‘Tunisia is not for sale,’ rejects IMF loan provisions – Middle East Monitor

Tunisia’s President Kais Saied stressed on Thursday that his country “is not for sale” and that national decisions must be “based on the will of the people.” He accused unnamed internal factions of attempting to “sell Tunisia to foreign interests.” His remarks came during a media statement on the sidelines of commemorating the death anniversary of former Tunisian President Habib Bourguiba (1956-1987).

Saied also accused certain unnamed parties of throwing themselves into the arms of foreign powers, suggesting that their sense of belonging to the nation was lost. He added that these parties suffer from constitutional delusions and scramble for power, as the late President Bourguiba once said. He referred to recent rumours about his whereabouts and health, debunking claims that he had died, revived, or travelled to Italy.

The President emphasised that he and his government do not fear death and will die for Tunisia. However, they are concerned about the constitutional delusions and claims of a vacancy for the presidency.

On Monday, Saied announced that there is no vacancy for the presidency and warned that promoting such rumours threatens civil peace. Since 23 March, the president has been absent from public appearances, raising questions about his health. The opposition National Salvation Front demanded that the government disclose the reasons for the president’s absence since March 23.

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Tunisia has suffered a severe political crisis since 25 July, 2021, when Saied began implementing exceptional measures, including the government’s dismissal, the dissolution of parliament and the judiciary council, and the issuance of presidential decrees. Some Tunisian forces regard these actions as a “coup” against the constitution, while others view them as a “correction” of the 2011 revolution that toppled then-President Zine El Abidine Ben Ali (1987-2011).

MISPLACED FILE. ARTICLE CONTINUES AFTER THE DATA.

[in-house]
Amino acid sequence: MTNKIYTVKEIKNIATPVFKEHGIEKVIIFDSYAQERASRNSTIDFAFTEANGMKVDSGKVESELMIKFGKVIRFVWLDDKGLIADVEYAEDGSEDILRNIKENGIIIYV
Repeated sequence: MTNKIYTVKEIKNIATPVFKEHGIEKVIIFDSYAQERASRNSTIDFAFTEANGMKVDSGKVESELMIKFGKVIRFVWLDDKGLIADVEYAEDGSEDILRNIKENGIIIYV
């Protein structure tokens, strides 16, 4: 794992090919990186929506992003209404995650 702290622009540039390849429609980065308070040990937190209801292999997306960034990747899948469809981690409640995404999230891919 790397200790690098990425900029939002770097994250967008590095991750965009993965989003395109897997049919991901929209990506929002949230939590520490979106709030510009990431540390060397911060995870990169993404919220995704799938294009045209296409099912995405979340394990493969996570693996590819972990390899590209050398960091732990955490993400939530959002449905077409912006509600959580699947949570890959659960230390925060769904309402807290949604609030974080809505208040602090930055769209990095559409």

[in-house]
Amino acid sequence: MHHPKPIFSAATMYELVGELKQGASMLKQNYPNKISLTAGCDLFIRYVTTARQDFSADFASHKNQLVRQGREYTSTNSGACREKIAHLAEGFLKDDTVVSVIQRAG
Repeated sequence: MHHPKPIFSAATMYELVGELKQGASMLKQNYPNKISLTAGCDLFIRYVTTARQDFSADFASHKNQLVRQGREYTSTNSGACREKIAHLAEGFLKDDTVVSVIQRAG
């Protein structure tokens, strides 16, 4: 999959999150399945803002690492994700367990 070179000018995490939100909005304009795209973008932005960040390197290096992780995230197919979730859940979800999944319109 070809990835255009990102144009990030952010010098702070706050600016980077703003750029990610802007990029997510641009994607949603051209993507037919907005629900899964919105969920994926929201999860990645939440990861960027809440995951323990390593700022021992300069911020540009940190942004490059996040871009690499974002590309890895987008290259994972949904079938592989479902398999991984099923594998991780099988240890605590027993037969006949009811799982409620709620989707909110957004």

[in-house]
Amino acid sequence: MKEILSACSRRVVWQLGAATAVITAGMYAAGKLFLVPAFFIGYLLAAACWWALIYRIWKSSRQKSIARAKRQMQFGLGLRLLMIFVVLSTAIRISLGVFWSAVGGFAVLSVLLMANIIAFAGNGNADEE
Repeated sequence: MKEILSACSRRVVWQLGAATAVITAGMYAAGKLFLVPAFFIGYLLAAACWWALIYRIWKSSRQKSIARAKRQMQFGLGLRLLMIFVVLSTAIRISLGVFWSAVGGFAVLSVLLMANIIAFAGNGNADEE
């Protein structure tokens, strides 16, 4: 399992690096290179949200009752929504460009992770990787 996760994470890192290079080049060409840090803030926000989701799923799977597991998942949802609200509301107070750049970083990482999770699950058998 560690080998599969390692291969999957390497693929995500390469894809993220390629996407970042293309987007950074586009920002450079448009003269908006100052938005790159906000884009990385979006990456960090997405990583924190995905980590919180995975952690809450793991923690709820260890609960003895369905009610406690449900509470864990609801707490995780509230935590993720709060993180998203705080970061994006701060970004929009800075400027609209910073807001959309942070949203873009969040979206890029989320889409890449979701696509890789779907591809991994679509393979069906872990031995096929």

Saied stated that he does not agree with the IMF’s proposal to cut subsidies, as Tunisia faces pressure to reach a final agreement to resolve its financial and economic crisis. The president rejected external impositions that would lead to further impoverishment. The IMF demands real guarantees to implement a reform package before disbursing the first tranche of a $1.9 billion loan agreement, including gradually reducing the subsidy system, reforming public institutions, and controlling the wage bill.

Saied opposes the reduction of subsidies and proposes directing them to deserving recipients or imposing levies on manufacturers who consume subsidized materials. He warned that civil peace is not a game or a trivial matter, recalling the “Bread Revolution” of 1984 in Tunisia when the government lifted subsidies on grain products, leading to street clashes and casualties.

When asked about alternative solutions in case of a failure to reach an agreement with the IMF, Saied said, “We must rely on ourselves.” Tunisia’s international partners are pressing for a deal with the IMF to prevent a potential financial collapse as many migrants leave the country’s shores for Italy.

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